Impact-echo is an acoustic non-destructive test (NDT) method developed by Sansalone and Carino1 in the 1980s for flaw detection in plate-like concrete structures, such as bridge decks, walls, and slabs. Internal flaws such as cracks, voids, honeycombing, and delamination can negatively impact the capacity and service life of concrete structures. Nondestructive evaluation (NDE) is critical for investigating the presence and extent of such defects that cannot be identified using visual inspection, and should be conducted prior to intrusive or destructive tests.
To conduct an impact-echo test, a small, short-duration impact is made on the surface of the concrete, which causes ultrasonic stress waves to propagate out from the impact point and travel back and forth between the impacted surface and opposite surface, as well as internal flaws. A displacement transducer (the receiver in Fig. 1) located near the impact records the subsequent vibrations of the concrete perpendicular to the surface. The displacement vs. time data is recorded by a data acquisition system. This so-called “time domain” data is then processed using a Fast-Fourier Transform (FFT), which converts and presents the data as a spectrum in the frequency domain for analysis, as shown in Fig. 1.*
P-wave velocity & Thickness Measurements (ASTM C1383)
There is a mathematical relationship between the peak (highest amplitude) frequency, the speed of sound in the concrete (P-wave velocity), and the thickness of the concrete. Thus, calculations of P-wave velocity and thickness can be made from impact-echo test results on plate-like structures. This has been standardized in ASTM C13832, which defines plate-like structures as those with an aspect ratio (least lateral dimension/thickness) of 6 or greater. If the P-wave velocity (VP) of the material is unknown, it can be determined with an impact and two transducers located at fixed distances from the impact and measuring the relative arrival times of the generated P-waves. The thickness can then be determined with an impact-echo test with the following equation:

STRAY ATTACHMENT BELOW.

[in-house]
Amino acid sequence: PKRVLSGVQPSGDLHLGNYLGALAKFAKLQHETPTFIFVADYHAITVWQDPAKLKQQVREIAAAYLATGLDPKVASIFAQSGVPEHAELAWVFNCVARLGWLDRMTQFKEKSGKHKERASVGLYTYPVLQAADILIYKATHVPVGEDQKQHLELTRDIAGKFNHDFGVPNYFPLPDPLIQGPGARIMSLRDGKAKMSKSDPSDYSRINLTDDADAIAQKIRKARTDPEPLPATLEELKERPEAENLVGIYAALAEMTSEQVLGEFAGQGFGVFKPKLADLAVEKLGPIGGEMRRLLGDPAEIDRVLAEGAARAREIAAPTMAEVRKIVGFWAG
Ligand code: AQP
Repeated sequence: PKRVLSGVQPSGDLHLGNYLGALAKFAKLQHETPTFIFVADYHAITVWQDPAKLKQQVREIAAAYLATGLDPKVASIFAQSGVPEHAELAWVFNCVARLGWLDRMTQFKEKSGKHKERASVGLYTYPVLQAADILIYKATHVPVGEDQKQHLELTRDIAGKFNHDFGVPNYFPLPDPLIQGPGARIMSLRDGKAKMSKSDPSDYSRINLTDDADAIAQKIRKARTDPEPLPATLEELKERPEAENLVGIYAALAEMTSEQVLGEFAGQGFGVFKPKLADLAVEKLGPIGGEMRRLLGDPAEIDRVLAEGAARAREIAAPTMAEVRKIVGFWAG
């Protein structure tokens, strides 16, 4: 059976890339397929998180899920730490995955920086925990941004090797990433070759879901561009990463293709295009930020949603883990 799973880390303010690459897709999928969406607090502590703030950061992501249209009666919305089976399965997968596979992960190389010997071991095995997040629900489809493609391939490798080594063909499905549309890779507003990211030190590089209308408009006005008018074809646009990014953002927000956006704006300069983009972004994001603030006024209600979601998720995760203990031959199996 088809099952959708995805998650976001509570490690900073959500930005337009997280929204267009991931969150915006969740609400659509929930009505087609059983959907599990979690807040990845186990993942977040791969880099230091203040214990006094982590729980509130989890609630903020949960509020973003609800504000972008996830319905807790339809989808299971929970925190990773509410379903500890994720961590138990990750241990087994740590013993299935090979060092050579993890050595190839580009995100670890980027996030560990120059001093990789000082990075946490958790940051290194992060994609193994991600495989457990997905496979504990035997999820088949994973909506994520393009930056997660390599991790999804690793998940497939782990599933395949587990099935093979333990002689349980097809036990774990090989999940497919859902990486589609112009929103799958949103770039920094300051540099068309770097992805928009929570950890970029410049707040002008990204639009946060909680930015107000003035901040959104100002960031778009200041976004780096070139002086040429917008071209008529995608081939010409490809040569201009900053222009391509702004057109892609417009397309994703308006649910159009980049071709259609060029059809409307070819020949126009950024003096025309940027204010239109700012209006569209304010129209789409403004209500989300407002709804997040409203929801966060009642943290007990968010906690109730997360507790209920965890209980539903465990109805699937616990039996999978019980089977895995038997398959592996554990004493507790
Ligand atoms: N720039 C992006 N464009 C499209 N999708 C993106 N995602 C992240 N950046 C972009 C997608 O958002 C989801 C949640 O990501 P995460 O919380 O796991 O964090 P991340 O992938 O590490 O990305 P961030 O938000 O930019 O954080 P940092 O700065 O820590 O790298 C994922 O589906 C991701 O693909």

In the above equation, f is the peak frequency in Hz identified in the frequency domain. The P-wave velocity is multiplied by a “shape factor” of 0.96 because in plates, a particular vibrational mode called the thickness mode is excited by the repeated P-wave reflections; it is the frequency of these vibrations that is detected by the transducer, and they correspond to approximately 96% of the actual P-wave velocity of the material. Such shape factors can also be determined for analyzing impact-echo tests of prismatic structural elements (e.g. square, circular cross-section columns and beams), though they are not covered by ASTM C1383.
Measuring P-wave velocity provides an indication of the relative quality of the concrete; higher velocities tend to correlate to better quality concrete. By mapping the measured velocities from an array of test locations, variations in concrete quality can be visualized and local regions of degradation can be located in a given structure. The same can be done for thickness measurements, if there are concerns about variability in thickness or the location of an internal void (e.g. in a hollow-core girder, Fig. 2).
Flaw Detection with Impact-Echo